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anathema

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English

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Etymology

Late Latin anathema (a curse, a person cursed, an offering) < Greek ανάθεμα (1.a votive offering; 2. to be formally set apart; 3. banished, exiled, excommunicated 4. denounced, later corrupting into cursed) < Greek ἀνατιθέναι (anatithenai) (to dedicate, set apart) < Greek ἀνά (ana-) (up) < Proto-Indo-European *an- (on) + Greek τιθέναι (tithenai) (to put, to place) < Proto-Indo-European *dhe- (to set, put).

The Greek term was used to translate the Biblical Hebrew term חרם (herem), after which the Greek term took on some of the meanings of the Hebrew. However, it was not a calque, as the Greek word was already in use before.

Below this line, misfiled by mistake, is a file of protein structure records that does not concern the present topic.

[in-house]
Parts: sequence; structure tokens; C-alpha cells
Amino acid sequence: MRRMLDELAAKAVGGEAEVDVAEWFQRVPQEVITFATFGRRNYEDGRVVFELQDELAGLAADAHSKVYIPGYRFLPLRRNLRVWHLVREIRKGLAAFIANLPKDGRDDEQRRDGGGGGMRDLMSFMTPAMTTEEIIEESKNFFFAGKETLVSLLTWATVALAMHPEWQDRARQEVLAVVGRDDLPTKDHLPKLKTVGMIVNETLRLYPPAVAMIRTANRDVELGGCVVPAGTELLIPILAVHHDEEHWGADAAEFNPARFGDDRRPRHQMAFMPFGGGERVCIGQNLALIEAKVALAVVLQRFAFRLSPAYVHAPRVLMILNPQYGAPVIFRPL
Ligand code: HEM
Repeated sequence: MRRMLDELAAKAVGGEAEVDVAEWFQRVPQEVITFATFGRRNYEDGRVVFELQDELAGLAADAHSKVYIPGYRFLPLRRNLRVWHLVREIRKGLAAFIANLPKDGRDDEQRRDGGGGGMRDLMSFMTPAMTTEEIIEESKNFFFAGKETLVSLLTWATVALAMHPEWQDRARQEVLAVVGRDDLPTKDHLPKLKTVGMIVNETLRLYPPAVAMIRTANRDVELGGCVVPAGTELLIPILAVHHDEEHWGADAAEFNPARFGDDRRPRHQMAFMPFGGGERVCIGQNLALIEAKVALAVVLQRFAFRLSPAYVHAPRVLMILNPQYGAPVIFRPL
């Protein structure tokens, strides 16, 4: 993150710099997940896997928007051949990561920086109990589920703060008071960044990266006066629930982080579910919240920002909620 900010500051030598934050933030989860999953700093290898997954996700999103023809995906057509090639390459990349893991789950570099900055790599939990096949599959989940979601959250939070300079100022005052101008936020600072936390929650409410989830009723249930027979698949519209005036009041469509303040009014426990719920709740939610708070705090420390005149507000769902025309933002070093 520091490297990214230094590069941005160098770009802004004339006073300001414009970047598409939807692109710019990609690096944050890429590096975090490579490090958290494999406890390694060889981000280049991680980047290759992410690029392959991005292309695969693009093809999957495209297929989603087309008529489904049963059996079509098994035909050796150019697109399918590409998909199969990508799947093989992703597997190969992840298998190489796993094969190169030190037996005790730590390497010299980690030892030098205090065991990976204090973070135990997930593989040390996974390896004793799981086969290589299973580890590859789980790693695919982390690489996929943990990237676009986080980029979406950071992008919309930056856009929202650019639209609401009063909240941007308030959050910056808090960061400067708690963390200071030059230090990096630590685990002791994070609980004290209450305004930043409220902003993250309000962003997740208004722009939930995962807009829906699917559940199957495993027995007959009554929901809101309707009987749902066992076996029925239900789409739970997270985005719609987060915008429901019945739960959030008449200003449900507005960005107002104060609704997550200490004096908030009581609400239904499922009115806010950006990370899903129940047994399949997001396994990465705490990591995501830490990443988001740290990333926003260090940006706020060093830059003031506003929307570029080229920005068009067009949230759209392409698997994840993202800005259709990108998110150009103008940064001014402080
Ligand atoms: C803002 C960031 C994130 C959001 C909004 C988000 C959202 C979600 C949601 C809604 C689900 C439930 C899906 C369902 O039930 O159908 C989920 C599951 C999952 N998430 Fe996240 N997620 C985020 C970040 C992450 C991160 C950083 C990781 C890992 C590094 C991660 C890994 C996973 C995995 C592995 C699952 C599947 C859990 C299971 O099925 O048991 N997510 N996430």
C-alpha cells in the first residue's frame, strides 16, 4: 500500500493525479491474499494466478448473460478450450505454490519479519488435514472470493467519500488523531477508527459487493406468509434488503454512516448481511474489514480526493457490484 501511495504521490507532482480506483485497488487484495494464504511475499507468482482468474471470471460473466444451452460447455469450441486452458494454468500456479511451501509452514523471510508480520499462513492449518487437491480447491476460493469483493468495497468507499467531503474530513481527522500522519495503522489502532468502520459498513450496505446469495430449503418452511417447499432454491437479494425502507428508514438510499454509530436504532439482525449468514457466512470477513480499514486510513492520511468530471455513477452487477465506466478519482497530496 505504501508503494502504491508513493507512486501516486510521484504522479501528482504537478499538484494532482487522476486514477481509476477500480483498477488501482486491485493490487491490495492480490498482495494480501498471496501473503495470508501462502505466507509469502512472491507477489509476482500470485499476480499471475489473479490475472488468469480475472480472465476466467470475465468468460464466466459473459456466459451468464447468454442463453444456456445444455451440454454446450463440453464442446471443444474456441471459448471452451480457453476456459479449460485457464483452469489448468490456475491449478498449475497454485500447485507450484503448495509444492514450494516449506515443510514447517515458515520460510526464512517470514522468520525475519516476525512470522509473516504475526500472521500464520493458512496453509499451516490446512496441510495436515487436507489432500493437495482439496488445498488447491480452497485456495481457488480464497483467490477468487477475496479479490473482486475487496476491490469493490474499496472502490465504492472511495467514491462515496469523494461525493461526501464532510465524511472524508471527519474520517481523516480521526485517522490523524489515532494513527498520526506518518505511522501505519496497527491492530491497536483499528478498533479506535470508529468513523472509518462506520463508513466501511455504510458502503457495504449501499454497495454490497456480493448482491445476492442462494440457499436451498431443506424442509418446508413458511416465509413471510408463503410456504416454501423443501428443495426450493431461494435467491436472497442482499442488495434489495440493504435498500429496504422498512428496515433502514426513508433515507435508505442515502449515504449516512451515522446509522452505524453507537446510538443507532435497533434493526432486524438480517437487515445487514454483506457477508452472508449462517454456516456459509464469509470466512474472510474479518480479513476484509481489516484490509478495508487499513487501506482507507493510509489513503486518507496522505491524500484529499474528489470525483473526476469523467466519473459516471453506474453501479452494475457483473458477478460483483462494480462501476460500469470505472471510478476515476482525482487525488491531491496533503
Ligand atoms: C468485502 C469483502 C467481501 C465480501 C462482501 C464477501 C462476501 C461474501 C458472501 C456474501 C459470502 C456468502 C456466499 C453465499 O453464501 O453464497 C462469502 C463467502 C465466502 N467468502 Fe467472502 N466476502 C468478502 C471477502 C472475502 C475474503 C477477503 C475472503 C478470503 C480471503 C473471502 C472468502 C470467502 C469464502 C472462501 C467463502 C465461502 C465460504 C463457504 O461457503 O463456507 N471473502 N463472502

In earlier Greek usage and in Hebrew, the term indicated offerings made to the divinity which were suspended from the roof or walls of temples for the purpose of being exposed to view. Thus herem signifies a thing offered to God. The word (herem or its Greek equivalent) is sometimes used in this sense in the Old and New Testaments: because it was associated with setting apart (for God), it gradually came to have the meaning as set apart (from God).

Pronunciation

Noun

Singular
anathema

Plural
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anathema ({{{1}}})
  1. A ban or curse pronounced with religious solemnity by ecclesiastical authority, and accompanied by excommunication. Hence: Denunciation of anything as accursed.
  2. An imprecation; a curse; a malediction.
  3. Any person or thing anathematized, or cursed by ecclesiastical authority.

Derived terms

Translations

See also

References

New Advent: The Catholic on-line encyclopedia.

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